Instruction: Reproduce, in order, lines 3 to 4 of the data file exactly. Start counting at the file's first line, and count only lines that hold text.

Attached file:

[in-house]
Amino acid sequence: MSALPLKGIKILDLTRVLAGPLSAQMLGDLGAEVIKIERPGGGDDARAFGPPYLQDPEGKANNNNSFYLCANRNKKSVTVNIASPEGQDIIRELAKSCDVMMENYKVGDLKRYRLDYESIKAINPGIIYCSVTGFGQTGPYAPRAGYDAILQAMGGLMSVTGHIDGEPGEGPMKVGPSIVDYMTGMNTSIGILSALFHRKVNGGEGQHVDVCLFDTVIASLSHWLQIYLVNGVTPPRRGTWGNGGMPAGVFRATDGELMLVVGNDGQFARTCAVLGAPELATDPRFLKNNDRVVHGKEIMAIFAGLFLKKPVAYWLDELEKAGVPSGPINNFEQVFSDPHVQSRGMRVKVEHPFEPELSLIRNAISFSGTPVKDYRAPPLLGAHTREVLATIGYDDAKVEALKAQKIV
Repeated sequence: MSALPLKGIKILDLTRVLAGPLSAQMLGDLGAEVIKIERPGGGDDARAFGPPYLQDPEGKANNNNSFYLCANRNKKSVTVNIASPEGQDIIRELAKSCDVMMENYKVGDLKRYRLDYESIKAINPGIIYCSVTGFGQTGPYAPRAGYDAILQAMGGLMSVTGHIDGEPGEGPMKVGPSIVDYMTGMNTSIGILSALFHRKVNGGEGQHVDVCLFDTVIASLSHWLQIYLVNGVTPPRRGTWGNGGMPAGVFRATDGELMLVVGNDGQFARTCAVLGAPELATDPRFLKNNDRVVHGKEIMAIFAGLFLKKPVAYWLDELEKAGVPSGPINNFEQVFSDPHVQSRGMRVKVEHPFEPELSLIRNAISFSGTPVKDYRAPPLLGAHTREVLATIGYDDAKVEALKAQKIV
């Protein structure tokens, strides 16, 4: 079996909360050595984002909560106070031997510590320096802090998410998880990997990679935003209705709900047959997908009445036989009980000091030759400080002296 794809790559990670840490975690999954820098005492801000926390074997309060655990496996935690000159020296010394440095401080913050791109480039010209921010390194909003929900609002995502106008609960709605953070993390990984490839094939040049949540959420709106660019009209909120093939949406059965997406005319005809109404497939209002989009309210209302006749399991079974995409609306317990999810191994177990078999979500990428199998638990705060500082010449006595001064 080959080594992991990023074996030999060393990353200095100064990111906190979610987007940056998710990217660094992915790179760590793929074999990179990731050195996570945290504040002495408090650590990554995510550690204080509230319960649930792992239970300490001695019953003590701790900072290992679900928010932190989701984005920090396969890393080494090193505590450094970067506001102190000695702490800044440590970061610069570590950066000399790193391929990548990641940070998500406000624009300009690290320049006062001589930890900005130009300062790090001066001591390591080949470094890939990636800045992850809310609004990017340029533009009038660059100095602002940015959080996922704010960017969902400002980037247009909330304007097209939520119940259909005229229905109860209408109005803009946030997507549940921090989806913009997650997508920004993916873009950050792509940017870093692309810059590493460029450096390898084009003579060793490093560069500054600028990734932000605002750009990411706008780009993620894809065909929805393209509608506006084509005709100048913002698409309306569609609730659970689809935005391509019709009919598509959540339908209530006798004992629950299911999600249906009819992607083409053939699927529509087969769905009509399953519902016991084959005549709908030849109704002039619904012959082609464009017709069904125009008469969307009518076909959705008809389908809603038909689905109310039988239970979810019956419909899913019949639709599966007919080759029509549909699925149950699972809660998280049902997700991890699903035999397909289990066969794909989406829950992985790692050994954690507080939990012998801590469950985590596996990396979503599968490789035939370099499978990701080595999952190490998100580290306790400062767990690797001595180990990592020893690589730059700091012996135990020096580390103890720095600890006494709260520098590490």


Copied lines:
Repeated sequence: MSALPLKGIKILDLTRVLAGPLSAQMLGDLGAEVIKIERPGGGDDARAFGPPYLQDPEGKANNNNSFYLCANRNKKSVTVNIASPEGQDIIRELAKSCDVMMENYKVGDLKRYRLDYESIKAINPGIIYCSVTGFGQTGPYAPRAGYDAILQAMGGLMSVTGHIDGEPGEGPMKVGPSIVDYMTGMNTSIGILSALFHRKVNGGEGQHVDVCLFDTVIASLSHWLQIYLVNGVTPPRRGTWGNGGMPAGVFRATDGELMLVVGNDGQFARTCAVLGAPELATDPRFLKNNDRVVHGKEIMAIFAGLFLKKPVAYWLDELEKAGVPSGPINNFEQVFSDPHVQSRGMRVKVEHPFEPELSLIRNAISFSGTPVKDYRAPPLLGAHTREVLATIGYDDAKVEALKAQKIV
């Protein structure tokens, strides 16, 4: 079996909360050595984002909560106070031997510590320096802090998410998880990997990679935003209705709900047959997908009445036989009980000091030759400080002296 794809790559990670840490975690999954820098005492801000926390074997309060655990496996935690000159020296010394440095401080913050791109480039010209921010390194909003929900609002995502106008609960709605953070993390990984490839094939040049949540959420709106660019009209909120093939949406059965997406005319005809109404497939209002989009309210209302006749399991079974995409609306317990999810191994177990078999979500990428199998638990705060500082010449006595001064 080959080594992991990023074996030999060393990353200095100064990111906190979610987007940056998710990217660094992915790179760590793929074999990179990731050195996570945290504040002495408090650590990554995510550690204080509230319960649930792992239970300490001695019953003590701790900072290992679900928010932190989701984005920090396969890393080494090193505590450094970067506001102190000695702490800044440590970061610069570590950066000399790193391929990548990641940070998500406000624009300009690290320049006062001589930890900005130009300062790090001066001591390591080949470094890939990636800045992850809310609004990017340029533009009038660059100095602002940015959080996922704010960017969902400002980037247009909330304007097209939520119940259909005229229905109860209408109005803009946030997507549940921090989806913009997650997508920004993916873009950050792509940017870093692309810059590493460029450096390898084009003579060793490093560069500054600028990734932000605002750009990411706008780009993620894809065909929805393209509608506006084509005709100048913002698409309306569609609730659970689809935005391509019709009919598509959540339908209530006798004992629950299911999600249906009819992607083409053939699927529509087969769905009509399953519902016991084959005549709908030849109704002039619904012959082609464009017709069904125009008469969307009518076909959705008809389908809603038909689905109310039988239970979810019956419909899913019949639709599966007919080759029509549909699925149950699972809660998280049902997700991890699903035999397909289990066969794909989406829950992985790692050994954690507080939990012998801590469950985590596996990396979503599968490789035939370099499978990701080595999952190490998100580290306790400062767990690797001595180990990592020893690589730059700091012996135990020096580390103890720095600890006494709260520098590490």